California Civil Jury Instructions (CACI) (2017)

2301. Breach of Insurance Binder - Essential Factual Elements

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2301.Breach of Insurance Binder—Essential Factual Elements
[Name of plaintiff] claims that [name of defendant] breached its duty to
pay [him/her/it] for a loss or liability covered under a temporary
insurance contract called an insurance binder. To establish this claim,
[name of plaintiff] must prove all of the following:
1. That [name of defendant] or its authorized agent agreed, orally or
in writing, to provide [name of plaintiff] with an insurance
binder;
2. That [name of plaintiff] [paid/was obligated to pay] for the
insurance binder [or that payment was waived];
3. That [name of plaintiff] suffered a loss during the time the
insurance binder was in effect;
4. That [all or part of] the loss was covered under the [insurance
binder] [terms of the insurance policy [name of defendant] would
have issued to [name of plaintiff]];
5. That [name of defendant] was notified of the loss [as required by
the insurance binder]; and
6. The amount of the covered loss or liability that [name of
defendant] failed to pay.
New September 2003
Directions for Use
The instructions in this series assume the plaintiff is the insured and the defendant
is the insurer. The party designations may be changed if appropriate to the facts of
the case.
This instruction is intended for an alleged breach of a contract of temporary
insurance coverage. The court must interpret as a matter of law whether an
ordinary person in the applicant’s circumstances would conclude, based on the
language of the application, that coverage began immediately. Do not use this
instruction unless the court has decided this issue.
Use bracketed language in element 5 if the jury is required to resolve a factual
dispute over whether the manner in which the insurer received notice conformed to
the policy requirements for notice. Element 4 should be modified if there is an
issue regarding whether the insurance company’s agent made oral statements at
variance with the policy language.
Note that the statutory requirements for a “binder” under Insurance Code section
382.5 do not apply to life or disability insurance, for insurance of any kind in the
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amount of $1 million or more, or to an oral binder (see Ins. Code, § 382.5(a)).
Sources and Authority
• Binders. Insurance Code section 382.5.
Cancelation of Temporary Insurance. Insurance Code section 481.1.
• “Under California law, a contract of temporary insurance may arise from
completion of an application for insurance and payment of the first premium if
the language of the application would lead an ordinary lay person to conclude
that coverage was immediate.” (Ahern v. Dillenback (1991) 1 Cal.App.4th 36,
47 [1 Cal.Rptr.2d 339].)
• “[A] binder is an independent contract, separate and distinct from the permanent
insurance policy. It is intended to give temporary protection pending the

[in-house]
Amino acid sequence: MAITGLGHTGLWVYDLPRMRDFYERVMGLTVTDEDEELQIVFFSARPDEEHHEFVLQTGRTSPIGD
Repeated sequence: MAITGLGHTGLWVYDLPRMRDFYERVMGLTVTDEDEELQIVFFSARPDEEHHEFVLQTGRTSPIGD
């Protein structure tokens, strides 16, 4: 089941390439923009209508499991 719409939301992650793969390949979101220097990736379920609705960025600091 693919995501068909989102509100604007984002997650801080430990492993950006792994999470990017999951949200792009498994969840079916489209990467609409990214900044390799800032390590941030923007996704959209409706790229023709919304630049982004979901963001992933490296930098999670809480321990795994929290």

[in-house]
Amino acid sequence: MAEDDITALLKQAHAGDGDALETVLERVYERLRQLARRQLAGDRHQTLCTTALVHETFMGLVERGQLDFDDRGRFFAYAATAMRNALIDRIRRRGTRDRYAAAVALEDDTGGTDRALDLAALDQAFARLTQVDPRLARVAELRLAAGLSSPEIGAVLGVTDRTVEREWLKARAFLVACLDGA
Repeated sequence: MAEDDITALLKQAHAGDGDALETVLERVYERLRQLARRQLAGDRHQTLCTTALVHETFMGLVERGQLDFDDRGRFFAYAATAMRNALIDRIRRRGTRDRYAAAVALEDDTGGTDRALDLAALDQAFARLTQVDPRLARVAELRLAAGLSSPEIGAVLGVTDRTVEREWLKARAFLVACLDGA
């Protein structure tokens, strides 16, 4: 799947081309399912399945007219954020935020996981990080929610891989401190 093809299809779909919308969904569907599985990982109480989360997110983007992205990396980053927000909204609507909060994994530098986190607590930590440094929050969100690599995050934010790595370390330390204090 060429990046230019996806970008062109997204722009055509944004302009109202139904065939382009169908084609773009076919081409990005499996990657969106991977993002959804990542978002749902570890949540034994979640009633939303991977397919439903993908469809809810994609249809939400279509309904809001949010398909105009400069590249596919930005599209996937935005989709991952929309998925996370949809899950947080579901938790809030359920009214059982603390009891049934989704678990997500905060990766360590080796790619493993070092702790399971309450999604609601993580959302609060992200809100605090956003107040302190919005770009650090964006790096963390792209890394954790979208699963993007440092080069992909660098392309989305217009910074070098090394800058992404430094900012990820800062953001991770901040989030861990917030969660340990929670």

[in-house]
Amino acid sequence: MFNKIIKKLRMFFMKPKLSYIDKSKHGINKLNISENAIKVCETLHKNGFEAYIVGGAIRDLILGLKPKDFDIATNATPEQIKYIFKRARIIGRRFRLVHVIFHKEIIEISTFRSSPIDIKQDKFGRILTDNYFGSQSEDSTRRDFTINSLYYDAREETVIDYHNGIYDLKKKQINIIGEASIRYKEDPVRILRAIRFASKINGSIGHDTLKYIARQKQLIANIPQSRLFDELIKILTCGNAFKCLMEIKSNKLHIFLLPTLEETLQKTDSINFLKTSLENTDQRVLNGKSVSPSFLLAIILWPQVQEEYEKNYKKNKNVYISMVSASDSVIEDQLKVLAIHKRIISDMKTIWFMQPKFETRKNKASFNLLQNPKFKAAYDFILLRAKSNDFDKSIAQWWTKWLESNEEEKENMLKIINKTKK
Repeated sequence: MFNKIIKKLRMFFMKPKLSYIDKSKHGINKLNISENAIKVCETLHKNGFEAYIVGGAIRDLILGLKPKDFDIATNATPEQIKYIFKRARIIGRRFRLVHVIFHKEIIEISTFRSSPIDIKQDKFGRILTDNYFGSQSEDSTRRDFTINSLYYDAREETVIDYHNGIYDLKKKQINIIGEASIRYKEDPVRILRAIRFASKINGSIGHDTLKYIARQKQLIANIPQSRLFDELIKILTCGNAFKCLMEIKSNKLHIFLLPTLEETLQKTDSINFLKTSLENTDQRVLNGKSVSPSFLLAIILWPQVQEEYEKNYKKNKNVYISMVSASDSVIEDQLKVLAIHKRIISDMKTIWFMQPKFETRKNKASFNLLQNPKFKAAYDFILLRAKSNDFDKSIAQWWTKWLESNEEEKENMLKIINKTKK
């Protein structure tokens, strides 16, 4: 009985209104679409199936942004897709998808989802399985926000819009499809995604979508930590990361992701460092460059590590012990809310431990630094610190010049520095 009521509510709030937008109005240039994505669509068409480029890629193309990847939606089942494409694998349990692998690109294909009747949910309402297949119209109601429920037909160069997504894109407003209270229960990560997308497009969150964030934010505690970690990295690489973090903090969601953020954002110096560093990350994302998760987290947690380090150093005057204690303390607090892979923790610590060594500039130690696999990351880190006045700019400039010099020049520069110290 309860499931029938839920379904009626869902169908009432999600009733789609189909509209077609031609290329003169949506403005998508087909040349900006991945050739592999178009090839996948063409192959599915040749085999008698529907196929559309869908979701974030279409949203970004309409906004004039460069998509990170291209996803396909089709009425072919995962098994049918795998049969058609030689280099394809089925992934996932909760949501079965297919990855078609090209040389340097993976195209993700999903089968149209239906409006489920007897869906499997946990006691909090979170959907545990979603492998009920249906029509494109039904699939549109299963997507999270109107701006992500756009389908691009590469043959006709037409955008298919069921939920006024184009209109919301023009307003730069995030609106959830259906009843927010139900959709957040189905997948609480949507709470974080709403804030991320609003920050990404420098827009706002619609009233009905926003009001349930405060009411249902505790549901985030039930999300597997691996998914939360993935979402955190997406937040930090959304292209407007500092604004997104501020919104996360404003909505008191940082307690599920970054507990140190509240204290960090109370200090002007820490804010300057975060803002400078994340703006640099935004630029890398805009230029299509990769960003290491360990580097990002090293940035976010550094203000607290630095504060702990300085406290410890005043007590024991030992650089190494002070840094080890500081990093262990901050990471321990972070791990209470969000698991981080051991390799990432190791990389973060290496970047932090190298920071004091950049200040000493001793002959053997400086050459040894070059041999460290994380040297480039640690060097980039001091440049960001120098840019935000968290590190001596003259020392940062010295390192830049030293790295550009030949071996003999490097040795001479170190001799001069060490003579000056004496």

investigation of the risk by the insurer and until issuance of a formal policy or
rejection of the insurance application by the insurer.” (Ahern, supra, 1
Cal.App.4th at p. 48.)
• “[P]racticality dictates that a temporary insurance binder issued upon an
application for insurance cannot contain all of the details and terms of the
proposed insurance contract. . . . [I]nsurance binders are adequate if they
indicate the subject matter, the coverage period, the rate and the amount of
insurance. (National Emblem Insurance Co. v. Rios (1969) 275 Cal.App.2d 70,
76 [79 Cal.Rptr. 583], internal citations omitted.)
• “Whether or not a valid binder exists is a question of fact insofar as a finding
comprehends issues relating to the credibility of witnesses or the weight of the
evidence, but a question of law insofar as a finding embraces a conclusion that
such factual elements do not constitute a valid oral binder.” (Spott Electrical
Co. v. Industrial Indemnity Co. (1973) 30 Cal.App.3d 797, 805 [106 Cal.Rptr.
710], internal citations omitted.)
• “ ‘For the sake of convenience, contracts of insurance sometimes exist in two
forms: (1) A preliminary contract intended to protect the applicant pending
investigation of the risk by the company or until the policy can be properly
issued. (2) The final contract or policy itself. . . . An agent possessing authority
to bind the company by contracts of insurance has authority to bind it by a
preliminary or temporary contract of insurance. . . .’ This preliminary contract
is sometimes called ‘cover note’ or ‘binder.’ . . . ‘A valid temporary or
preliminary contract of present insurance may be made orally, or it may be
partly in parol and partly in writing.’ ” (Parlier Fruit Co. v. Fireman’s Fund
Insurance Co. (1957) 151 Cal.App.2d 6, 19–20 [311 P.2d 62], internal quotation
marks and citation omitted.)
Secondary Sources
2 Witkin, Summary of California Law (10th ed. 2005) Insurance, §§ 37, 38
Croskey et al., California Practice Guide: Insurance Litigation (The Rutter Group)
¶¶ 2:101–2:137
CACI No. 2301 INSURANCE LITIGATION
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1 California Liability Insurance Practice: Claims & Litigation (Cont.Ed.Bar)
Determining Whether Enforceable Obligation Exists, §§ 5.17–5.20
2 California Insurance Law & Practice, Ch. 9, Issuance of Insurance Policies,
§ 9.06[1]–[7] (Matthew Bender)
26 California Forms of Pleading and Practice, Ch. 308, Insurance (Matthew
Bender)
12 California Points and Authorities, Ch. 120, Insurance, § 120.15 (Matthew
Bender)
11 California Legal Forms: Transaction Guide, Ch. 26A, Title Insurance,
§§ 26A.15, 26A.220 (Matthew Bender)
INSURANCE LITIGATION CACI No. 2301
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